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Adobe Releases Lightroom Classic 7.1 (and one the new features is pretty awesome!)

It’s new Lightroom features day! (whoo hoo!)
We’ll start with Lightroom Classic version 7.1 update (it gets two new features, plus some new camera and tethering support). Here we go:

(1) Feature #1 is a totally new reimagined “Auto” tone feature, with Adobe Sensei technology under the hood which analyzes your photo and then compares it to one of thousands of professionally edited images in its database, and it uses that info to create a better automatic adjustment for your image. In the tests I’ve done, overall the results are much, much better than the Auto button has ever delivered before (Note: it’s no longer called the “Auto Tone” button or feature — now it’s called “Auto Settings” because it goes beyond just the tonal sliders in the Basic panel’s by adding Vibrance and Saturation into the mix). Here’s a comparison.

Above: Here’s the original out-of-camera shot at Left, then I clicked the OLD “Auto Tone” button so you’re seeing the “after” shot on the right.

Above: Here’s the same image at left, but on the right I clicked the NEW Auto Settings feature in this update and that’s the result. Just one click — nothing else. Even if it’s not what you would consider the “final edit” it’s a far better starting place for sure.

Above: Look what a nice job the new Auto Settings did here on this tricky situation. Original RAW on the left. On the right, that’s nothing but clicking that new Auto Settings button. That ain’t bad!

Above: It did a nice job here as well. The color tone and exposure is pretty spot on.

Above: Come on, that’s pretty darn good for a one-click Auto Adjustment!

Also, this vastly improved Auto Settings feature doesn’t seem to over-expose the image like the old version did. If you’ve seen my Lightroom seminar tour, you’ve probably heard me refer to the old Auto Tone button as “The Over-expose it button.” Not any more.  This new one is vastly improved, and 9-times out of 10 will give you a far better starting place than the old version.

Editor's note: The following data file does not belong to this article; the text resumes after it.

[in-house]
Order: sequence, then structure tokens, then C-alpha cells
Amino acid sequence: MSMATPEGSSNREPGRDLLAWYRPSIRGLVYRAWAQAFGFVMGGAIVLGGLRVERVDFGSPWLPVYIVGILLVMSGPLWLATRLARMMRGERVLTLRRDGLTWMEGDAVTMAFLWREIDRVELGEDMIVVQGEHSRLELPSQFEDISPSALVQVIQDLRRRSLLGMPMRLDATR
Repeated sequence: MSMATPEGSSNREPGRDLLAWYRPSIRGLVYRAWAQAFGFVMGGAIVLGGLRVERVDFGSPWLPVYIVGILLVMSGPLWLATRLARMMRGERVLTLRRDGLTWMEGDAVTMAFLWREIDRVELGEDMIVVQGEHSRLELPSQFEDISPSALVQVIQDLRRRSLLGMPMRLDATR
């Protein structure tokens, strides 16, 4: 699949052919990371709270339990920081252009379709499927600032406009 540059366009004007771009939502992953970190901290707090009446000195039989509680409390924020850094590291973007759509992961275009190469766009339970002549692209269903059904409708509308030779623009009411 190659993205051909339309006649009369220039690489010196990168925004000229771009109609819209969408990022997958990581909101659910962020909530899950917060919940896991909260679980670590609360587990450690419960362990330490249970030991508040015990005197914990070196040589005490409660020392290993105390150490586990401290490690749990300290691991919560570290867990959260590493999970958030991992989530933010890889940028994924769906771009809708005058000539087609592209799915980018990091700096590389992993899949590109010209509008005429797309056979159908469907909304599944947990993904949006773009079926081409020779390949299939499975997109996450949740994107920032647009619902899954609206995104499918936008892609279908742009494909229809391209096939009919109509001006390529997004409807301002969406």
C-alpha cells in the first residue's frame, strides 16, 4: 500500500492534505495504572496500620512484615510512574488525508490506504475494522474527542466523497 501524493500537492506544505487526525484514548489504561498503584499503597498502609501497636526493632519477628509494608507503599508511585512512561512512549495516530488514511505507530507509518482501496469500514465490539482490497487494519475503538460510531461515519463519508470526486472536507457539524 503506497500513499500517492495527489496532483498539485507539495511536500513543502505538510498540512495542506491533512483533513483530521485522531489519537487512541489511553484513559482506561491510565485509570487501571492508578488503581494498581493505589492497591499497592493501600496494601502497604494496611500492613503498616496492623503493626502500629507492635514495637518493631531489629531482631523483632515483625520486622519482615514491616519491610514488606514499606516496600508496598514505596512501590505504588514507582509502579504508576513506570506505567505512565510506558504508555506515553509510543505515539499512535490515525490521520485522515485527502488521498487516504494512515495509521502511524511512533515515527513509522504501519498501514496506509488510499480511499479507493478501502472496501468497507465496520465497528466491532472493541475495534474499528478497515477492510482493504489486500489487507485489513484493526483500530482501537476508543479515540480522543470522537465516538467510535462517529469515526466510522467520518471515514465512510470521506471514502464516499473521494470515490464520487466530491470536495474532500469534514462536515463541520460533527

Also, according to Adobe, “If you apply a crop, white balance adjustment, or camera profile changes after applying Auto, Lightroom will re-enable the Auto button. Pressing Auto again will recompute the settings based on the updated image render.” That’s pretty sweet! Plus, what’s nice is that Adobe will be updating and enhancing this Auto feature as we go along, so it will only get smarter and better, until it eventually enslaves us all as robots take over the world. Too soon? Sorry.

(2) The other feature is just a tweak to the recently introduced Range Mask features. Now you can easily remove a color sample by holding the Option key (PC: Alt- key) and click on the sampler you want to remove. Not earth shattering, but certainly welcome.

(3) New camera support includes the long-awaited Sony A7R III (and a host of other cameras, like the Panasonic LUMIX DC-G9, the Canon EOS M100 mirrorless, the Hasselblad A6D -100c, and all the new iPhones, including the X). It also adds tethering support for the Nikon D-850.

Lightroom CC for Desktop Updates (the cloud-storage version of Lightroom)
This cloud-storage version of Lightroom also get the new Auto Settings feature (as does the mobile app Lightroom CC and Lightroom Web), but it adds some important features that were missing from the initial CC release like:

  1. The addition of the Tone Curve
  2. Split Toning
  3. The ability to change an image’s capture time (especially helpful for people doing scans of old slides and prints)
  4. Full Screen View

All good, and very necessary updates to Lightroom CC.

Lightroom CC for your iPhone or iPad
Coupla nice new features here, (plus the new Auto Settings feature), including:

  1. Watermarking on export — Create and customize a text based watermark for use when exporting your image from Lightroom CC on iOS.
  2. Improved quality in HDR capturing.

Some speed improvements and bug-fixes, too!

Lightroom CC for your Android device
It also gets the new Auto Settings features, plus a couple of minor features here, along with some bug fixes and speed enhancements:

  1. App Shortcuts — For Android Nougat and later devices, tap and hold on the app icon to quickly launch the app into popular modes.
  2. More control for managing storage.

OK, those last two are kind of a snooze, but hey — it got the Auto Settings so that’s a win.

And there ya have it. Nice to see these new features coming out so soon after the last batch that were introduced at the end of October. Thanks, Adobe. 🙂

Have a great Tuesday everybody – I’m off to Charlotte for my seminar there tomorrow (shout out to the folks in Ft. Lauderdale who came out – such a great crowd). If you want to join me in Charottle, it’s not too late.

Have a good one!